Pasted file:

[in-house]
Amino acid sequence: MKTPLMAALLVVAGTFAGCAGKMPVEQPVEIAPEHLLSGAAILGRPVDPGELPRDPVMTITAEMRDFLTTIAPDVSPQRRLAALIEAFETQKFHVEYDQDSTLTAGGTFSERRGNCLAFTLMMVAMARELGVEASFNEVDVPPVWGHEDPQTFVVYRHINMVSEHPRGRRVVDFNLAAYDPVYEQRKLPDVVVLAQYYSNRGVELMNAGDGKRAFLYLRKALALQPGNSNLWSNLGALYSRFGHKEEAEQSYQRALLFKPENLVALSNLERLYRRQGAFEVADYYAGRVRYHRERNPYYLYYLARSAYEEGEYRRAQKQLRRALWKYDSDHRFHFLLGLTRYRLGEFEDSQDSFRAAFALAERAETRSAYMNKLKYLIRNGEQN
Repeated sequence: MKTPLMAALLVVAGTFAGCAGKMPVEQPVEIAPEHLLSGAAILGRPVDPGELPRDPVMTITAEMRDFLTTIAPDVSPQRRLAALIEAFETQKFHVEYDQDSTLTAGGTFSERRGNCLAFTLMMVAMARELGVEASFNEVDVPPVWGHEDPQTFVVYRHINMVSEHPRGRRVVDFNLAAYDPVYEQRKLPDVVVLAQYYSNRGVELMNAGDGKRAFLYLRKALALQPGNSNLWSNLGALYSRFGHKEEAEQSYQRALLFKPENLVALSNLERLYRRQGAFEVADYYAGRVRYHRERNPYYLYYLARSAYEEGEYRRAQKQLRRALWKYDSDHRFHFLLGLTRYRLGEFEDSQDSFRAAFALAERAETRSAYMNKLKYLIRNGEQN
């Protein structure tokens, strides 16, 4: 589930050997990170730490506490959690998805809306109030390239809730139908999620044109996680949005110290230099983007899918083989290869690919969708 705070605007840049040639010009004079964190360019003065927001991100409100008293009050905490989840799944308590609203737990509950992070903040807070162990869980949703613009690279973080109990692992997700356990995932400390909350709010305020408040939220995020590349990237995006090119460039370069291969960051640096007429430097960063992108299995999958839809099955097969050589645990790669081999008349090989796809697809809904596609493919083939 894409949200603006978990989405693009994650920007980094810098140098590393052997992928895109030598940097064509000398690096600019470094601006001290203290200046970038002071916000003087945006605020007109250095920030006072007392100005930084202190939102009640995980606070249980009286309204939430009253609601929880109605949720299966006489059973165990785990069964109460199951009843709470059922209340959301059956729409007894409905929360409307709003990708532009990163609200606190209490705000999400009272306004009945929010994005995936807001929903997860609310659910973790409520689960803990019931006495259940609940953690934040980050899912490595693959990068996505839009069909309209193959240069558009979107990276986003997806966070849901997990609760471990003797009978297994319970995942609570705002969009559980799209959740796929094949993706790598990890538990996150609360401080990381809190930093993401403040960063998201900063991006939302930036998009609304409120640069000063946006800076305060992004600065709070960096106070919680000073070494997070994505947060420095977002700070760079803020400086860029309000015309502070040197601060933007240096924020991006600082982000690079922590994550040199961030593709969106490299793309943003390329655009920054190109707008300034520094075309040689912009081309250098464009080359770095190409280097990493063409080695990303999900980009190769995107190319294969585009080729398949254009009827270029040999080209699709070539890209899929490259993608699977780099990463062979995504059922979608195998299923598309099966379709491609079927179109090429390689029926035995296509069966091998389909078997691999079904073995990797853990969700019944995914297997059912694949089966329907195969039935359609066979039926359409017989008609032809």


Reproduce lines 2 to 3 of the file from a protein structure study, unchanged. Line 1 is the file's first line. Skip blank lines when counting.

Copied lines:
Amino acid sequence: MKTPLMAALLVVAGTFAGCAGKMPVEQPVEIAPEHLLSGAAILGRPVDPGELPRDPVMTITAEMRDFLTTIAPDVSPQRRLAALIEAFETQKFHVEYDQDSTLTAGGTFSERRGNCLAFTLMMVAMARELGVEASFNEVDVPPVWGHEDPQTFVVYRHINMVSEHPRGRRVVDFNLAAYDPVYEQRKLPDVVVLAQYYSNRGVELMNAGDGKRAFLYLRKALALQPGNSNLWSNLGALYSRFGHKEEAEQSYQRALLFKPENLVALSNLERLYRRQGAFEVADYYAGRVRYHRERNPYYLYYLARSAYEEGEYRRAQKQLRRALWKYDSDHRFHFLLGLTRYRLGEFEDSQDSFRAAFALAERAETRSAYMNKLKYLIRNGEQN
Repeated sequence: MKTPLMAALLVVAGTFAGCAGKMPVEQPVEIAPEHLLSGAAILGRPVDPGELPRDPVMTITAEMRDFLTTIAPDVSPQRRLAALIEAFETQKFHVEYDQDSTLTAGGTFSERRGNCLAFTLMMVAMARELGVEASFNEVDVPPVWGHEDPQTFVVYRHINMVSEHPRGRRVVDFNLAAYDPVYEQRKLPDVVVLAQYYSNRGVELMNAGDGKRAFLYLRKALALQPGNSNLWSNLGALYSRFGHKEEAEQSYQRALLFKPENLVALSNLERLYRRQGAFEVADYYAGRVRYHRERNPYYLYYLARSAYEEGEYRRAQKQLRRALWKYDSDHRFHFLLGLTRYRLGEFEDSQDSFRAAFALAERAETRSAYMNKLKYLIRNGEQN